Self Portraits - Get Yourself in Photos
Have you ever noticed that in 90% of the photos taken by any photographer, the photographer is hardly ever in any of them?
Granted, the majority of photographers are so focused on capturing great shots, concerned about the quality, the format, the lighting etc, that including themselves on the photographs is probably the last thing on their mind.
But some images may also benefit from the image of its creator in them. This is especially true of sets of images used in themes such as documentaries. It has been always fascinating to not only gaze at beautiful photographs made by a talented photographer but equally so to see the face behind the photos.
Some tips for getting yourself in photos are; to ask someone to take your shot, to take an assistant or another photographer along with you on assignments, and this is easiest if you have already built a reputation as many photography students will gladly intern with you, get photos from others, and take self portraits, and reflections work well too. Don't forget to use a tripod and the timer on your camera for this purpose.
Those images which include you, should ideally also include portions of the scene which you were photographing in the first place. Exceptions like macros and close ups not withstanding or when not feasible.
Many books, if not all that are published by photographers will most certainly include images of its author, this has the effect of lending credibility and realism to the work.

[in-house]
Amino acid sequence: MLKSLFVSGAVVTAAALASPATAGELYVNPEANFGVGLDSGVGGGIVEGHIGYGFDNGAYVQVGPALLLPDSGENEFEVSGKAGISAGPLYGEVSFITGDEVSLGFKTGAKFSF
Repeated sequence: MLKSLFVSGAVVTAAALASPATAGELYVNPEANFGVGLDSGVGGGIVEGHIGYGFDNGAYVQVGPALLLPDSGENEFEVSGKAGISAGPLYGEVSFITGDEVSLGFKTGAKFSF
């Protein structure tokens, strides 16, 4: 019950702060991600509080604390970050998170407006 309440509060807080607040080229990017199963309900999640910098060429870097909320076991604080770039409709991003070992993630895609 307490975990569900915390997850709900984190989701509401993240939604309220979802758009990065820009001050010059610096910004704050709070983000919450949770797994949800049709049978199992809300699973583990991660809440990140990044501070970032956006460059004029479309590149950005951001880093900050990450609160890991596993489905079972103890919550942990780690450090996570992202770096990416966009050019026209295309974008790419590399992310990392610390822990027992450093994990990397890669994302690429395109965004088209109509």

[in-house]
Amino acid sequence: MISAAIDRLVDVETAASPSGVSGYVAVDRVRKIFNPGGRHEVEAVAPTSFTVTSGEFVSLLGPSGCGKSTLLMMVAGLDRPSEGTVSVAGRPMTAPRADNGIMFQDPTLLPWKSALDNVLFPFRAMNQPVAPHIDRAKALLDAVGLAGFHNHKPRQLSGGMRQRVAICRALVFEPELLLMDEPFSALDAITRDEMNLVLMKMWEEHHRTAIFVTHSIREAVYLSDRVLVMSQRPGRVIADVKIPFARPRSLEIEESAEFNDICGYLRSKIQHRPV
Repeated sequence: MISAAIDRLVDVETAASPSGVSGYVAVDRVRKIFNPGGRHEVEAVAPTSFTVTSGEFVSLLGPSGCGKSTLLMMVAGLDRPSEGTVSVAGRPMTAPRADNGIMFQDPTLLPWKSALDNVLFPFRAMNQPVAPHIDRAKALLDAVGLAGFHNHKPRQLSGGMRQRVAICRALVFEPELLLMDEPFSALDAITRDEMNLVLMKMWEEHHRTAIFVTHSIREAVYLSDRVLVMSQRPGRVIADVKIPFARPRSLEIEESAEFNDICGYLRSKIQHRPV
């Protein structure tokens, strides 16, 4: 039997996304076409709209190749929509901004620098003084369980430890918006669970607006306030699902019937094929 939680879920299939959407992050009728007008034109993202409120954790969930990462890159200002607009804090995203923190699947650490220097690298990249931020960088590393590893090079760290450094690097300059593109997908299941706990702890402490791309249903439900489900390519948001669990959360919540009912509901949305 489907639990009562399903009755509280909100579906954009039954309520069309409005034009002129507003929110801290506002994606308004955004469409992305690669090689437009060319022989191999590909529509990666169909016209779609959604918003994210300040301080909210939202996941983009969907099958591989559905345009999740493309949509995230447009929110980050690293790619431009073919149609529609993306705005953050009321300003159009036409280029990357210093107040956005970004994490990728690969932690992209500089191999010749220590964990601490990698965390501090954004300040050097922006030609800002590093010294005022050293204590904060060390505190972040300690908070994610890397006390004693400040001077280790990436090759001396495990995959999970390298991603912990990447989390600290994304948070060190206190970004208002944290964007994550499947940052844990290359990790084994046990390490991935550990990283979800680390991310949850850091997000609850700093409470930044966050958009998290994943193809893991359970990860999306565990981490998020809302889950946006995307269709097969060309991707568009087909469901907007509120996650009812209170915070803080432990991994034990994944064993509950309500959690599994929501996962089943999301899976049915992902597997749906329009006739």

Apart from use in book publishing, for editorial work, for magazine articles featuring your work, and for self promotion, the majority of self portraits do not have much resale value other than intrinsic or to be used for personal reasons.
Family and friends are usually the first to volunteer or get "chosen" to be the ones taking your shots, so make it an enjoyable experience, not a chore or make it so stressful that they will never assist you again.
Something else to consider, although in the past it was never customary to include your own image in submissions to editors, there seems to be a trend towards including them nowadays. Perhaps due to today's need for speed of submissions and printing plus deadlines which is making editors be at the ready if they choose your images and need to publish them rather quickly.
Be creative and use good taste if any of the photos may eventually be seen by editors and any photography professorial even if this is not what you originally intended.
Just because you are going to be in some of your shots, does not mean that the images need not be creative or technically sound.
Take shots that showcase your personality, maybe your fashion statement or go all the way and get really creative.
Pose yourself or rather capture yourself in the same ways that you capture images of others. Although you don't really have to include images of your gear, this tends to assist others not familiar with the topic and equipment.
If you spend some time with family, friends and volunteers and explain what it is that you want to accomplish, many will gladly accept the challenge and accommodate you and will even feel more part of the process.
They may even be awaken to the beauty of photography and perhaps choose to pursue it further.
Don't underestimate the opportunity of mentoring those who seek your advice as this is a very noble relationship and worthy of pursuit.
Many top professional photographers regularly hold mentoring sessions or photographic camps, retreats and seminars, often accompanied by a fee, but on occasion just for the love of the art.
- 100 Seriously Cool Self-Portraits (And Tips to Shoot Your Own!)
The self-portrait has been a popular form of expression ever since man first saw his own reflection. Much like Narcissus, it's often the case that we need not
© 2011 Luis E Gonzalez
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